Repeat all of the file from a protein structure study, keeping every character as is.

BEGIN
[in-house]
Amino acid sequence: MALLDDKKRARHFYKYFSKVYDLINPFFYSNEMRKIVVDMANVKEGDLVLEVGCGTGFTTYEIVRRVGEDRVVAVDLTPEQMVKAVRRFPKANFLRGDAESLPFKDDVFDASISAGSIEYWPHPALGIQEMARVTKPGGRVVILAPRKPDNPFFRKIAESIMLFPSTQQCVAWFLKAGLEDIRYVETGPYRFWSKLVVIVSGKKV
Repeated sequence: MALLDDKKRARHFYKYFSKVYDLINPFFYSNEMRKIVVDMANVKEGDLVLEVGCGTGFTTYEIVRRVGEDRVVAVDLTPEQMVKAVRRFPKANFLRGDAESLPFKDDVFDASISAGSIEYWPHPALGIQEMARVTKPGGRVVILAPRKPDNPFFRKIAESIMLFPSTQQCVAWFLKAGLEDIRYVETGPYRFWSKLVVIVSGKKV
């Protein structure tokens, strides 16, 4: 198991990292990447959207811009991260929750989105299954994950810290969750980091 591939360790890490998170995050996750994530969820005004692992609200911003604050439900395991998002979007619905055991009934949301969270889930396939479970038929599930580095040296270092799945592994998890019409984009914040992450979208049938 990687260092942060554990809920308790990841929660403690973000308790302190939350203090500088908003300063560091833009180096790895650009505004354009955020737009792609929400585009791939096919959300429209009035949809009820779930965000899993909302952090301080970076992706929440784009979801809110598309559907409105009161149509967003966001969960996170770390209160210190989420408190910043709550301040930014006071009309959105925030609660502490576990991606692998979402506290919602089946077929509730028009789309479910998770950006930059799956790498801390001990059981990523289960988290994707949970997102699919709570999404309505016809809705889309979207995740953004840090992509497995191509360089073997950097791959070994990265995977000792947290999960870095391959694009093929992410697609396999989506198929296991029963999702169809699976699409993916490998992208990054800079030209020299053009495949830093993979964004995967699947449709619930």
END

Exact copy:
[in-house]
Amino acid sequence: MALLDDKKRARHFYKYFSKVYDLINPFFYSNEMRKIVVDMANVKEGDLVLEVGCGTGFTTYEIVRRVGEDRVVAVDLTPEQMVKAVRRFPKANFLRGDAESLPFKDDVFDASISAGSIEYWPHPALGIQEMARVTKPGGRVVILAPRKPDNPFFRKIAESIMLFPSTQQCVAWFLKAGLEDIRYVETGPYRFWSKLVVIVSGKKV
Repeated sequence: MALLDDKKRARHFYKYFSKVYDLINPFFYSNEMRKIVVDMANVKEGDLVLEVGCGTGFTTYEIVRRVGEDRVVAVDLTPEQMVKAVRRFPKANFLRGDAESLPFKDDVFDASISAGSIEYWPHPALGIQEMARVTKPGGRVVILAPRKPDNPFFRKIAESIMLFPSTQQCVAWFLKAGLEDIRYVETGPYRFWSKLVVIVSGKKV
């Protein structure tokens, strides 16, 4: 198991990292990447959207811009991260929750989105299954994950810290969750980091 591939360790890490998170995050996750994530969820005004692992609200911003604050439900395991998002979007619905055991009934949301969270889930396939479970038929599930580095040296270092799945592994998890019409984009914040992450979208049938 990687260092942060554990809920308790990841929660403690973000308790302190939350203090500088908003300063560091833009180096790895650009505004354009955020737009792609929400585009791939096919959300429209009035949809009820779930965000899993909302952090301080970076992706929440784009979801809110598309559907409105009161149509967003966001969960996170770390209160210190989420408190910043709550301040930014006071009309959105925030609660502490576990991606692998979402506290919602089946077929509730028009789309479910998770950006930059799956790498801390001990059981990523289960988290994707949970997102699919709570999404309505016809809705889309979207995740953004840090992509497995191509360089073997950097791959070994990265995977000792947290999960870095391959694009093929992410697609396999989506198929296991029963999702169809699976699409993916490998992208990054800079030209020299053009495949830093993979964004995967699947449709619930």